World’s Fair is also straightforward and easy to learn, yet offers players with a fair amount of strategic complexity. While the estimated playtime printed on most games needs to be inflated for a first playthrough, as players familiarize themselves with the ins and outs of both rules and strategy, during my first play of World’s Fair, everyone caught on to the basic mechanics after one or two turns, finishing the entire game very close to the 40 minutes listed on the box. With such a relatively short play time given the strategic options which it presents, World’s Fair is a rarity in that it’s a medium(ish)-weight game that can easily be played in situations where time is limited, or when you’re looking for a quick option to warm up for a meatier (and longer) challenge.
The Midway Tickets in World’s Fair also present a very interesting design choice, forcing players to trade off points against the time remaining in the game. In my first play, I stayed away from the Tickets precisely because I didn’t yet have a handle on the natural pace of the game, and was wary of ending things before I was able to accumulate enough exhibits or exhibition space majorities. While this was a mistake (one I think was directly responsible for my dead last finish), the need to be able to strike this balance presents a distinctive challenge and gives World’s Fair a flavor all its own. Treating time as a resource is one of my favorite game mechanics, and while World’s Fair doesn’t do it quite as well as The Village, compared to that game’s higher complexity, the fact this game incorporates and executes this feature as well as it does speaks to its solid design.
…and Some Cons
However, can’t help but feel that World’s Fair could have been a bit more. While each of the 50 exhibition cards and 28 Midway Tickets feature a unique attraction, increasing the thematic flavor of the game, these 78 cards are still either just an exhibit or a Midway card from a purely functional perspective. Likewise, one exhibition area is functionally the same as another. As a result, the artistic and thematic variety which plays a big part in the game’s initial drawing power doesn’t quite translate into a similar level of variety in its gameplay. Defining characteristics of particular exhibits, or even of the five exhibition areas, just sticks out to me as a missing feature which could have elevated an otherwise a good game to a great one.
While not necessarily a negative, the gameplay of World’s Fair also might not be for everyone. Given the key role exhibition area majorities play in both generating points mid-game and getting exhibits approved for end-game scoring, players have to play in response to their opponents and existing supporter majorities as much as, or more, than they play in response to the cards available on the board. While not as aggressively zero-sum as 7 Wonders: Duel, World’s Fair is still a game where your ability to choose and independently pursue your own strategy is somewhat limited. Although there’s something to be said for the challenge of this sort of game, for players (like me) who enjoy a more Euro-like balance of interaction with your opponents and independence, a la Le Havre or Orleans, World’s Fair might be better as an occasional play than a candidate for your regular gaming rotation.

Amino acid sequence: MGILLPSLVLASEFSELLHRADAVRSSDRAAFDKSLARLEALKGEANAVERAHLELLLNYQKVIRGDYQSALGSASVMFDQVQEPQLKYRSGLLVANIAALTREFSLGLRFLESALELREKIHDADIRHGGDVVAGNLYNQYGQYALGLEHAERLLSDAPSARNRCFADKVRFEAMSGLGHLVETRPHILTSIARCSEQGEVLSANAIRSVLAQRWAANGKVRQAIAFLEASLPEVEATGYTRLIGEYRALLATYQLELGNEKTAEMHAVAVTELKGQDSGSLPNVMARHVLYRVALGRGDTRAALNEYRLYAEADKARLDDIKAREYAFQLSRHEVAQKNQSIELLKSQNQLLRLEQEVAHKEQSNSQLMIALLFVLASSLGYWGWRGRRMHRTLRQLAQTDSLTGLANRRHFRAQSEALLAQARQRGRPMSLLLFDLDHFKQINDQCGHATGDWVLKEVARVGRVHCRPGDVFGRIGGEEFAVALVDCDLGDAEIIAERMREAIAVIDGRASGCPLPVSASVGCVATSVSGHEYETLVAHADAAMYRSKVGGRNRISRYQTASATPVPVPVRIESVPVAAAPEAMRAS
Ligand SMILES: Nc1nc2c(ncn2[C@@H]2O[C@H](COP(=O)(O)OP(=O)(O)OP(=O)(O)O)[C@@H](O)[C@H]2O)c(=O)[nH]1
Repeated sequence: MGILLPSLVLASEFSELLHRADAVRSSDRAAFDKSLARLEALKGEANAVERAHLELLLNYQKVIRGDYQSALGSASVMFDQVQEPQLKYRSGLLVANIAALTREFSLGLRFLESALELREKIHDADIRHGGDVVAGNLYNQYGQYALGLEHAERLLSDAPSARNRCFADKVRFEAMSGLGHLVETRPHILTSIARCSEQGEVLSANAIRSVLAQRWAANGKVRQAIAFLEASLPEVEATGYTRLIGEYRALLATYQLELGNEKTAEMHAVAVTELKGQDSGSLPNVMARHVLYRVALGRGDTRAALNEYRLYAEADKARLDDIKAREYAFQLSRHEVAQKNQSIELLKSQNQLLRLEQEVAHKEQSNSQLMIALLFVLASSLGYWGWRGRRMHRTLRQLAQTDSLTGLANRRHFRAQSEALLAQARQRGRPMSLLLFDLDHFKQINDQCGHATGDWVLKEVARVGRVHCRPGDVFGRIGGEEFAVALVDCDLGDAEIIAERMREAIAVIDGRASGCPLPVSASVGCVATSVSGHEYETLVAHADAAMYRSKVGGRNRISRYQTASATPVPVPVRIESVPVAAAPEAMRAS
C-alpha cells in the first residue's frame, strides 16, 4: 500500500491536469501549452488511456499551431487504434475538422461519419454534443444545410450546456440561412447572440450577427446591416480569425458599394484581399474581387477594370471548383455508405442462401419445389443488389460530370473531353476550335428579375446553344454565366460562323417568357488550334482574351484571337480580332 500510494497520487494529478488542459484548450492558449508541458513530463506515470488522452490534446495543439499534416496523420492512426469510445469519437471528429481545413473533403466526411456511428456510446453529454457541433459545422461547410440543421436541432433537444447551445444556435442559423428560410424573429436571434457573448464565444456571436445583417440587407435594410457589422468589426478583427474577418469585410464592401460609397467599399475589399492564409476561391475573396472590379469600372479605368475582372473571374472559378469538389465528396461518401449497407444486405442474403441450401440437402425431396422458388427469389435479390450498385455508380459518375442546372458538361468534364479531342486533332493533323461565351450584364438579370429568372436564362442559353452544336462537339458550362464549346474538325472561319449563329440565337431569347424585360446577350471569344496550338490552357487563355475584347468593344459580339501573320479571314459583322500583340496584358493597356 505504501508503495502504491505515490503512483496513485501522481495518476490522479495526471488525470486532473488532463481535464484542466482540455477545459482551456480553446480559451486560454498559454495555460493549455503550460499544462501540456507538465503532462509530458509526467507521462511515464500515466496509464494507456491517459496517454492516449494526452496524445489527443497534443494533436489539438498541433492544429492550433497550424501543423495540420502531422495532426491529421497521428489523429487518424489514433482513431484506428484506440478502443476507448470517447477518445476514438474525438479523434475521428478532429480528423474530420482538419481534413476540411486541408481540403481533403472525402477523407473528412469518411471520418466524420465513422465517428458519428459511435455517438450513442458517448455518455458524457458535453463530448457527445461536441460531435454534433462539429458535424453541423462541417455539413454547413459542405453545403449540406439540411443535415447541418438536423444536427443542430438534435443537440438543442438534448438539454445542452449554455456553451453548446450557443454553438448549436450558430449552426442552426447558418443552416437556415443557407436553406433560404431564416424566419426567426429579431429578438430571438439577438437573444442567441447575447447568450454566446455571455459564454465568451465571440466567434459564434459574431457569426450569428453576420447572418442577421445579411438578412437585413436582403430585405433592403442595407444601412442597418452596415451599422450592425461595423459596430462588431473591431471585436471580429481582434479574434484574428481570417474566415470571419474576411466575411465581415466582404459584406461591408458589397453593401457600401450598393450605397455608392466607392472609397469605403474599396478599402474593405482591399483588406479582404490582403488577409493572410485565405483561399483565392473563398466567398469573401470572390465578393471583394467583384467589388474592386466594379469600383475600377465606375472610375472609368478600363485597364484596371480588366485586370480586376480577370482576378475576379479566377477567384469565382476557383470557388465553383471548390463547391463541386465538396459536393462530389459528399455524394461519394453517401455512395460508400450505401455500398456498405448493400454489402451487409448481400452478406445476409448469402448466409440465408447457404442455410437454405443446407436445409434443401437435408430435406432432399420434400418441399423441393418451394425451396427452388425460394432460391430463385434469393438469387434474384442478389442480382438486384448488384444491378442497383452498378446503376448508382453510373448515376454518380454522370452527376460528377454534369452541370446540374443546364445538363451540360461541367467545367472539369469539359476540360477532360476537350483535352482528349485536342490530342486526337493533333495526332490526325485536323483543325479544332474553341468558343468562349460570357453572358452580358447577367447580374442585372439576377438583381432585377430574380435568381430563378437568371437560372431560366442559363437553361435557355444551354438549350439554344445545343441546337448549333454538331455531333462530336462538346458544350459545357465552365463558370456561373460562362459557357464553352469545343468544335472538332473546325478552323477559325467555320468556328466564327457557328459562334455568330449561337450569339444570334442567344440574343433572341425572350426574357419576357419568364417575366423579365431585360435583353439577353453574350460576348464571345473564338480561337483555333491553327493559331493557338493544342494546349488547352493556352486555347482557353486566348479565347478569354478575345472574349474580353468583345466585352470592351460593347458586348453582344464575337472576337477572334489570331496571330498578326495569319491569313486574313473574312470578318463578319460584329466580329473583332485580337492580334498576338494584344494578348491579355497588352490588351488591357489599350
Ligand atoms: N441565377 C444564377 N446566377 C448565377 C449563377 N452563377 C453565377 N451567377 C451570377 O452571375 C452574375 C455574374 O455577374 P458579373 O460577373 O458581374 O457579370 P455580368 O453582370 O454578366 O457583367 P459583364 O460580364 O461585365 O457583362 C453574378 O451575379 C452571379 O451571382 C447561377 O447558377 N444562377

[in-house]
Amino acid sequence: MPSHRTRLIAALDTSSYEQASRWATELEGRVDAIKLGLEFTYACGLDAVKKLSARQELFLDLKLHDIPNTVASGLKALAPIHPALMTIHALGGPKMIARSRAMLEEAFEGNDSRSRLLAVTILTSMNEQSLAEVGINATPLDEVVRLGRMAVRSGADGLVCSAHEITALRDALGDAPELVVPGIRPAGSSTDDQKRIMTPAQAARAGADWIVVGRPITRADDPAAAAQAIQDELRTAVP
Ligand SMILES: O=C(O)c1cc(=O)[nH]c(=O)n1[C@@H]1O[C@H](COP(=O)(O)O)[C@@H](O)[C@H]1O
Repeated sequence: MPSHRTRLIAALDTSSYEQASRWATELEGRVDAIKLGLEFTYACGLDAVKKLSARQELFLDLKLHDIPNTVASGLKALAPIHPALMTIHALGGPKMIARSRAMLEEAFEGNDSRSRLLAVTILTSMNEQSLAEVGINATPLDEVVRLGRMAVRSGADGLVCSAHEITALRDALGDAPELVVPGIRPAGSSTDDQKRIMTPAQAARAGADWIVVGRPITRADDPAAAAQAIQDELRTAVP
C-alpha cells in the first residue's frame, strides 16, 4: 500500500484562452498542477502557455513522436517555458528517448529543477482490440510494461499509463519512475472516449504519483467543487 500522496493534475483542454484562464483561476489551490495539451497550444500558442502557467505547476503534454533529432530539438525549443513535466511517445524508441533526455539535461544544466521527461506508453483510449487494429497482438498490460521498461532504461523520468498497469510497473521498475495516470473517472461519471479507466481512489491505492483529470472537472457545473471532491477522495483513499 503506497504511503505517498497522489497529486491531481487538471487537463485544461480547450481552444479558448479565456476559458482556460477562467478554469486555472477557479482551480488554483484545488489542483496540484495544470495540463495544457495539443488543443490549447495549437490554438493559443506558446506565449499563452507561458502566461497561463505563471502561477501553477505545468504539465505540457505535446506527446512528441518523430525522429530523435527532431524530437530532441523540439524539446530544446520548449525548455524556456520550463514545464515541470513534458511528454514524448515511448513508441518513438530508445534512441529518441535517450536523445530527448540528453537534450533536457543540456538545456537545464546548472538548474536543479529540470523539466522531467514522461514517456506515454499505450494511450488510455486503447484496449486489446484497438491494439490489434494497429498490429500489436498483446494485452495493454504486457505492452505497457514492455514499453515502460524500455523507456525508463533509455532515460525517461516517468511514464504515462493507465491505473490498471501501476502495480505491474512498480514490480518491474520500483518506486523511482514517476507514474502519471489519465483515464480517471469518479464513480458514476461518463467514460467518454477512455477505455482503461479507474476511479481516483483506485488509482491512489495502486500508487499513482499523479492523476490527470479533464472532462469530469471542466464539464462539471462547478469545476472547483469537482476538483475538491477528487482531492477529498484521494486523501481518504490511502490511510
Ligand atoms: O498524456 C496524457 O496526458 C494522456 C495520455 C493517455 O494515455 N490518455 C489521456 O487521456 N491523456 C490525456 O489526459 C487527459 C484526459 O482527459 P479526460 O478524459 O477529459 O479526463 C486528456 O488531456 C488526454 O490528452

What a great little game. It’s a bit unassuming, as it doesn’t re-write the book on an existing mechanic, but it’s approachable, light, and has a think-y edge to it. There are not a lot of games that scratch the Euro itch in the same shorter game experience. This has the potential of being a great gateway into Euros for a lot of gamers maybe a bit sheepish to make the plunge into some of the heavy hitters the Professor of Games (that’s Andy) mentions above.
I think the Ferris Wheel / Time mechanic clicked with me relatively early, and I found the value of speeding up the game when I wanted to, as I had also been the only person to collect a full set of colored tiles (2, actually), and me pressing the issue to end the game coupled with my complete sets got me the victory.
The artwork really is incredible. Some of the Influential Figure cards have multiple copies, but each Exhibition and Midway Ticket is unique. That’s a lot of unique drawings! The spaces on the board also have fantastic art, some with a 3-D effect. While I like the game quite well for what it is, I think a good half of my enjoyment comes from checking out the cards, the historical factoids, and just the overall presentation of the game.
Overall, the components are pretty nice, but I have a minor gripe with the cards. They are cheap. They bend easily, tick on the sides easily, and just do not feel up to snuff with the rest of the bits. I checked the Kickstarter page and didn’t see a Stretch Goal or upgrade option for nicer cards. One of my favorite components in the box is a potential Meeple of the Year nominee! Meet, the Ferris Wheeple Car:
World’s Fair has a lot going for it – theme, elegant design mixed with strategic complexity, a short playtime, and an easy to grasp ruleset. It’s a rare option that offers more strategy and heft than a lightweight game, yet can be played in under an hour (perhaps even half an hour with experienced players). But in the end, World’s Fair is missing something – a theme as large, varied, and jam-packed as a World’s Fair in the Gilded Age somehow doesn’t fit with a game that’s quick, clean and straightforward. It’s a good game. And it’s a good theme. But in this case, those two halves of the package just don’t seem to fit together as well as they could.
Up With Meeple Rating:
Bronze medal games are games that are enjoyable and fun, and that you’d like to play again. They might have a minor flaw or two, or there might be a similar game you like to play better, but they’re still games you make a point to play periodically, especially if they haven’t hit the table in awhile.
World’s Fair 1893
by J. Alex Kavern